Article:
Work-life balance

Work-life balance is important for productivity, happiness and health

Some individuals may feel that putting all one’s time and energy into work and study leads to the highest level of productivity. However, a balanced lifestyle is beneficial for productivity as well as overall physical and mental health.


Balance between personal and academic activities during graduate school, as well as later in the career path, can be difficult but has many benefits. Balance is key in preventing burnout, completing a graduate degree, and maintaining well-being.

According to the Canadian Mental Health Association, signs of a lack of balance include:

  • feeling a loss of control over your life;
  • guilt about neglecting certain roles;
  • difficulty concentrating on a task; and
  • constantly feeling tired.

Working towards balance includes: 

Maintaining wellbeing

Dedicating time for your physical health (sleep, exercise, eating well) and your personal activities (hobbies, social activities, leisure time) is key to improving your overall wellbeing

Wellbeing is part of McGill’s Individual Development Framework (IDF), and there are resources on campus to help. 

  • An Access Advisor can help connect you to resources on mental health and wellness based on your unique needs, wants, and identities
  • Strategies for Building Better Sleep Habits
  • Quick tips from the IDF Quick Guide to Healthy Living:
    • Take regular breaks during work hours to do something you enjoy
    • Incorporate physical activity into your routine
    • Stay in touch with colleagues and friends
    • Identify activities and hobbies that bring you pleasure and that you can enjoy separately from your academic work

Setting limits on availability

Devoting time to maintaining wellbeing might mean setting limits on how much time you spend coursework, research, and other academic pursuits. While the number of hours per week that full-time graduate students are expected to spend on their work can fluctuate, policies (including the vacation policy) provide context for what it means to be a full time graduate student.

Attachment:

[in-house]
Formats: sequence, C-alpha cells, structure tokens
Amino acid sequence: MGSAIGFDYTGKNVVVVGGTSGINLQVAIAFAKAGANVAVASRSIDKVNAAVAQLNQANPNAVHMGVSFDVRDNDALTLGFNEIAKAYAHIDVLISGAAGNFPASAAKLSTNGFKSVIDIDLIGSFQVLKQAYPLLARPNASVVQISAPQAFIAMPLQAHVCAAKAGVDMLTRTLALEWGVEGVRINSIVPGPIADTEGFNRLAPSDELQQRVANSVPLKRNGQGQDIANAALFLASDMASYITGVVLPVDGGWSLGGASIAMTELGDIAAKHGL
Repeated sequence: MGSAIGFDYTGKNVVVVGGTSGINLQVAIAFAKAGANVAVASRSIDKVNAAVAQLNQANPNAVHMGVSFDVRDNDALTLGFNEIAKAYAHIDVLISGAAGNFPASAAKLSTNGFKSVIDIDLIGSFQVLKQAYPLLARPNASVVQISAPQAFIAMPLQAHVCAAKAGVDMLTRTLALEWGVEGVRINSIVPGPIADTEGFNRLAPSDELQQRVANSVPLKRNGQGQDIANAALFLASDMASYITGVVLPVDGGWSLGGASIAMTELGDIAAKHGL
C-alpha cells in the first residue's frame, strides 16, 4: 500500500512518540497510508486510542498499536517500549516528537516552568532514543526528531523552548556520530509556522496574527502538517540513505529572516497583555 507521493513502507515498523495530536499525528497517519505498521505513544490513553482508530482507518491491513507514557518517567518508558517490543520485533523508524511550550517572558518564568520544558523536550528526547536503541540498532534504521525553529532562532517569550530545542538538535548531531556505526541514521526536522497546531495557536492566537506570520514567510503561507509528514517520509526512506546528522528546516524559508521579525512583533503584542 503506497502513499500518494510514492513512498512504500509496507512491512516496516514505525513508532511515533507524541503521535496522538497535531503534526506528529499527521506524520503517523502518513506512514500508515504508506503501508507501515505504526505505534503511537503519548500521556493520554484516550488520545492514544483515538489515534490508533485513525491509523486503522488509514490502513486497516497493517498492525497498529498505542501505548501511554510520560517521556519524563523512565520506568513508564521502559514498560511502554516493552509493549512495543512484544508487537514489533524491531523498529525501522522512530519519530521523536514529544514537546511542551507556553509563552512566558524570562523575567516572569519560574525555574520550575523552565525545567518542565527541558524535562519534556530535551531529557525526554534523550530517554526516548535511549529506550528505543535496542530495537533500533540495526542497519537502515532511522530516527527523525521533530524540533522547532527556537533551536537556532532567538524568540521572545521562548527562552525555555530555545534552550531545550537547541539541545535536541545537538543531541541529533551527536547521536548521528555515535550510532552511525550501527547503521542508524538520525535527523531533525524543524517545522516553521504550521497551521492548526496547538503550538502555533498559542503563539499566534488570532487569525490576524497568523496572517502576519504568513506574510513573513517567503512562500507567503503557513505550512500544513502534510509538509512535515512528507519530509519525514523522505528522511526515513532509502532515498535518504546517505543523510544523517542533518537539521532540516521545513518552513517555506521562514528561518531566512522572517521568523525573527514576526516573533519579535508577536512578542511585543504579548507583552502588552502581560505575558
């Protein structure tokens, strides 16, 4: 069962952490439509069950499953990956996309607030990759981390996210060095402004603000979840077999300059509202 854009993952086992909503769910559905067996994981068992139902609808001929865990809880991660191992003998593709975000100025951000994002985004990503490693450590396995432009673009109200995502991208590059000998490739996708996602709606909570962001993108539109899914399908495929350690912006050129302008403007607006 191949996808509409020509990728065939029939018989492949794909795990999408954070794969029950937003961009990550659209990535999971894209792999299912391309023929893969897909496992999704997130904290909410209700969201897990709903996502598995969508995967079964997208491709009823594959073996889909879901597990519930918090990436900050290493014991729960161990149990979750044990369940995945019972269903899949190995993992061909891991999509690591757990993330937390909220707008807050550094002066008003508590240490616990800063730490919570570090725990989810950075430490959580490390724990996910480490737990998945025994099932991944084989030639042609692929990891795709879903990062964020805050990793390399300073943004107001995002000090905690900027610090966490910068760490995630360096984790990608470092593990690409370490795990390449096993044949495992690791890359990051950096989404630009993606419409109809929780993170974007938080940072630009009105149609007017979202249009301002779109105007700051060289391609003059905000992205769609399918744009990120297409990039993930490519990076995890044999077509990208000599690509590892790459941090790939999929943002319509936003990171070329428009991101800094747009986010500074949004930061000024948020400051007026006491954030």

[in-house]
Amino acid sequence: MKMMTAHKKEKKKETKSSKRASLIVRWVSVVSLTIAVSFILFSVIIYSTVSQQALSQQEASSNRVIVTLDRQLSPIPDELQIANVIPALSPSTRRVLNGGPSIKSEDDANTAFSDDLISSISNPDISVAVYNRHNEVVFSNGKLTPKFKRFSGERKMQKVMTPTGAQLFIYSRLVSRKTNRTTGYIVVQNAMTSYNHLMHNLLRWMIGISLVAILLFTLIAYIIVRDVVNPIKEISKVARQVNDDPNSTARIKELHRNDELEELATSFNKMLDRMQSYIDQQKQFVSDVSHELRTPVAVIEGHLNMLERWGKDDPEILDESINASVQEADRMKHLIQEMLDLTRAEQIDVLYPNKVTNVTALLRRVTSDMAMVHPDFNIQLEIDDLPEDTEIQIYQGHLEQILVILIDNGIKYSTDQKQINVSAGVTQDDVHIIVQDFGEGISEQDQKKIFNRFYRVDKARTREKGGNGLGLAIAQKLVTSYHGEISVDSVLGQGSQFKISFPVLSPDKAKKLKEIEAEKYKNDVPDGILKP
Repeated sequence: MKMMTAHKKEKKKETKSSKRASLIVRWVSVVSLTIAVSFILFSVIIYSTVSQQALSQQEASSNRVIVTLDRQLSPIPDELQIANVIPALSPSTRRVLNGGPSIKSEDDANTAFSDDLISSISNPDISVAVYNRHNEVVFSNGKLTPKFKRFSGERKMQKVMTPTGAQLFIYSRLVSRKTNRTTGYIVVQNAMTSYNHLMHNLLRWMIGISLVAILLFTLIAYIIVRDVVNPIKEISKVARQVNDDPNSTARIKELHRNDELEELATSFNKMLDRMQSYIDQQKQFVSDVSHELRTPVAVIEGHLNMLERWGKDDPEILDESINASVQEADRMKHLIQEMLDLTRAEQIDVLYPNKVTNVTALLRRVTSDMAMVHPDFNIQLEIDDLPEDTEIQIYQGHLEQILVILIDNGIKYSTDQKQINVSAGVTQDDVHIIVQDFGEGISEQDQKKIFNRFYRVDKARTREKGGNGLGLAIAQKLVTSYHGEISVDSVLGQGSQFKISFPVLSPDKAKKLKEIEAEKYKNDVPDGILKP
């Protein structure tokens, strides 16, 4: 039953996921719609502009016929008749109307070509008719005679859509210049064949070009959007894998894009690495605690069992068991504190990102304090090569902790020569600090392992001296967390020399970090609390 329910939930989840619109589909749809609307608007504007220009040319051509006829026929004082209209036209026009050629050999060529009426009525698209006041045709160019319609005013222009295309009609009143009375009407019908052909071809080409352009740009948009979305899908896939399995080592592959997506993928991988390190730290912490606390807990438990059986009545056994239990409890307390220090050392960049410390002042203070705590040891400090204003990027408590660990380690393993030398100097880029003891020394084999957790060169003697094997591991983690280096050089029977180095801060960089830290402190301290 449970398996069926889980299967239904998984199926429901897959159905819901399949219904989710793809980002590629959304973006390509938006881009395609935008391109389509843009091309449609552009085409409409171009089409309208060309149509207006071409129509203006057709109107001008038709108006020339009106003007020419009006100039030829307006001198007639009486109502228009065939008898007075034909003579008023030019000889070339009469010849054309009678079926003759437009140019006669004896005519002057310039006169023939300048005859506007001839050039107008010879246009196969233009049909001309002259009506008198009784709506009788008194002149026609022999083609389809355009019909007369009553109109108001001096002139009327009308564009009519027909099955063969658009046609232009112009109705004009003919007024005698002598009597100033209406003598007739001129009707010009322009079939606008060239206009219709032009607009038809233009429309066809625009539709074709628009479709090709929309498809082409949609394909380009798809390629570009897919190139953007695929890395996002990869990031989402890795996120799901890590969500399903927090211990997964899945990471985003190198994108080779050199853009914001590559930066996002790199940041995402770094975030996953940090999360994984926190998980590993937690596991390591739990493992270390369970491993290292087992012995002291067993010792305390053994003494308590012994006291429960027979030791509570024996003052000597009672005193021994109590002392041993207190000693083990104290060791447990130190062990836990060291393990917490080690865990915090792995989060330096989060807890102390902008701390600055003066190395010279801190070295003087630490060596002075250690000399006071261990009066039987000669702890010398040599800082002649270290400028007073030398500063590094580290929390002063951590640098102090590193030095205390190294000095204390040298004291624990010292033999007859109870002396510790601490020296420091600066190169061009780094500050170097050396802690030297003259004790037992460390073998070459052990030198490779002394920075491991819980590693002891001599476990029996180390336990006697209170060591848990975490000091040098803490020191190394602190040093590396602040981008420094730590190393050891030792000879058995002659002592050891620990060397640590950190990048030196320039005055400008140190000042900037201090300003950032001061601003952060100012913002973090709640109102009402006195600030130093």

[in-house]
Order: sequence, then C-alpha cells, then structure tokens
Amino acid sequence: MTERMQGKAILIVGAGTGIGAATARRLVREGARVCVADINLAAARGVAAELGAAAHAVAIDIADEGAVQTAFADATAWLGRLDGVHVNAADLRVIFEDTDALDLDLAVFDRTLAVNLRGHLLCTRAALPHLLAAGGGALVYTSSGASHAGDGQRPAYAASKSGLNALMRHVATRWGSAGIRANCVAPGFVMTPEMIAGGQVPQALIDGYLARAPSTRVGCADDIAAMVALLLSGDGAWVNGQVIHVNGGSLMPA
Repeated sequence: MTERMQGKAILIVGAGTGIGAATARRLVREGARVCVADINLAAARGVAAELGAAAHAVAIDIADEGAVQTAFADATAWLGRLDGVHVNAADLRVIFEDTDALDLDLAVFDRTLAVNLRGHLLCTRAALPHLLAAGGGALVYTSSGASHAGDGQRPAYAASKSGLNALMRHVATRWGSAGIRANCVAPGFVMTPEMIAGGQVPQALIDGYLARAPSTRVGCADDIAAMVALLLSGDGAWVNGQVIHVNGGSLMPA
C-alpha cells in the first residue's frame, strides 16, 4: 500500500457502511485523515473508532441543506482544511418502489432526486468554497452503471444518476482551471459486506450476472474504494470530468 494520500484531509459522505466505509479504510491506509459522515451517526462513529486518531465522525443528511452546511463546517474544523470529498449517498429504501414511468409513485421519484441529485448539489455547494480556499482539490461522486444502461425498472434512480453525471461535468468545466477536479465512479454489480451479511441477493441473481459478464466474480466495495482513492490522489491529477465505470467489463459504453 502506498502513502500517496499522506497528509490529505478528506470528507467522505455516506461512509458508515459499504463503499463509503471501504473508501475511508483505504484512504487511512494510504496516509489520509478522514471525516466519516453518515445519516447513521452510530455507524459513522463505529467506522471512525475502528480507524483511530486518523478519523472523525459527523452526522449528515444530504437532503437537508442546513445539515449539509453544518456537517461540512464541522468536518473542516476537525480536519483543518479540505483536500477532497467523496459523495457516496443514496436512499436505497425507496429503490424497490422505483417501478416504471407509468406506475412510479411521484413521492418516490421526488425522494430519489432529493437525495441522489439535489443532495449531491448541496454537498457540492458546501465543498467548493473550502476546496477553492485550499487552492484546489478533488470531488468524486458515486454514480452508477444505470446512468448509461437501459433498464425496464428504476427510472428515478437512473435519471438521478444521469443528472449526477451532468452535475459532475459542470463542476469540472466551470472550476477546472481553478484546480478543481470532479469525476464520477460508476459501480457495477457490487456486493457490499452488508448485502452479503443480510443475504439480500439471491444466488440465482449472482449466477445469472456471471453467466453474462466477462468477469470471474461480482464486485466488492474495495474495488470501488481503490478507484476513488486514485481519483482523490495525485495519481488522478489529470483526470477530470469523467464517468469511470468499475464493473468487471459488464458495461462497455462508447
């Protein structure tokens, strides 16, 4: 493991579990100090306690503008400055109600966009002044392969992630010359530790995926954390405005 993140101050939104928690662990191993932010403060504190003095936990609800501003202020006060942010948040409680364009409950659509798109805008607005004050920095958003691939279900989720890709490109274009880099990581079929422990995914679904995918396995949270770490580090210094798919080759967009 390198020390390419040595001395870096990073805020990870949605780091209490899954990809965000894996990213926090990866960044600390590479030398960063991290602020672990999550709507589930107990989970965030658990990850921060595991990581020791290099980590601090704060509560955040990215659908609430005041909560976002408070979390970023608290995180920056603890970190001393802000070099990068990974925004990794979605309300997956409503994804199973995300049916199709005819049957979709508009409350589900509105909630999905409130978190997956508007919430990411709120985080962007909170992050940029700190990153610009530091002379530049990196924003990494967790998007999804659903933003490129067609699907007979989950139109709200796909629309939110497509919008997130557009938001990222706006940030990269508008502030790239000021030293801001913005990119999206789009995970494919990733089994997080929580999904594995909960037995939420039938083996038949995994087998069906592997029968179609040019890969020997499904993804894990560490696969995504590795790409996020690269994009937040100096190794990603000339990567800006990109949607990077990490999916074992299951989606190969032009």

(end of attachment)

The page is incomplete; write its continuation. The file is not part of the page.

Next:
Clarify (and re-clarify) with your supervisor what you can each commit to regarding workload and time away from studies to recharge. Getting things in writing (e.g., over email, or in a Letter of Understanding) can be helpful to prevent miscommunications.

Asking for help

Maintaining work-life balance is not easy; many people struggle with it, including supervisors. 

If you feel overwhelmed, access to 24/7 mental health support is available through keep.meSAFE. You can also make appointments with mental health clinicians and local wellness advisors through the Wellness Hub.

What activities help you maintain work-life balance? 

Good supervisors want their supervisees to be engaged with their research, but not to the point of burnout. Do you feel that you have enough free time to engage in non-academic activities, such as sports or other extracurricular activities? If not, consider bringing this up in a discussion with your supervisor with the goal of agreeing on a schedule where you make the expected research progress and also have time for activities that help you recharge.


How do you maintain your well-being in graduate school? 



How can an Individual Development Plan (IDP) help you maintain your well-being? 



Questions for reflection

  1. What does work-life balance mean for you (e.g., strict working hours, flexible working hours, time to see friends and family, pursuing a hobby outside of work, etc.)
  2. Who are the important and influential people in your life? Who are the people you want to be surrounded by? How could you enhance your relationships with these people?
  3. Thinking long term, what are the skills or interests you would like to pursue in your career? What skills or interests would you like to pursue outside of work?

Creative Commons Attribution Non-Commercial 4.0 International LicenseThis work is licensed under a Creative Commons Attribution Non-Commercial 4.0 International License.
Graduate and Postdoctoral Studies, McGill University.

Back to top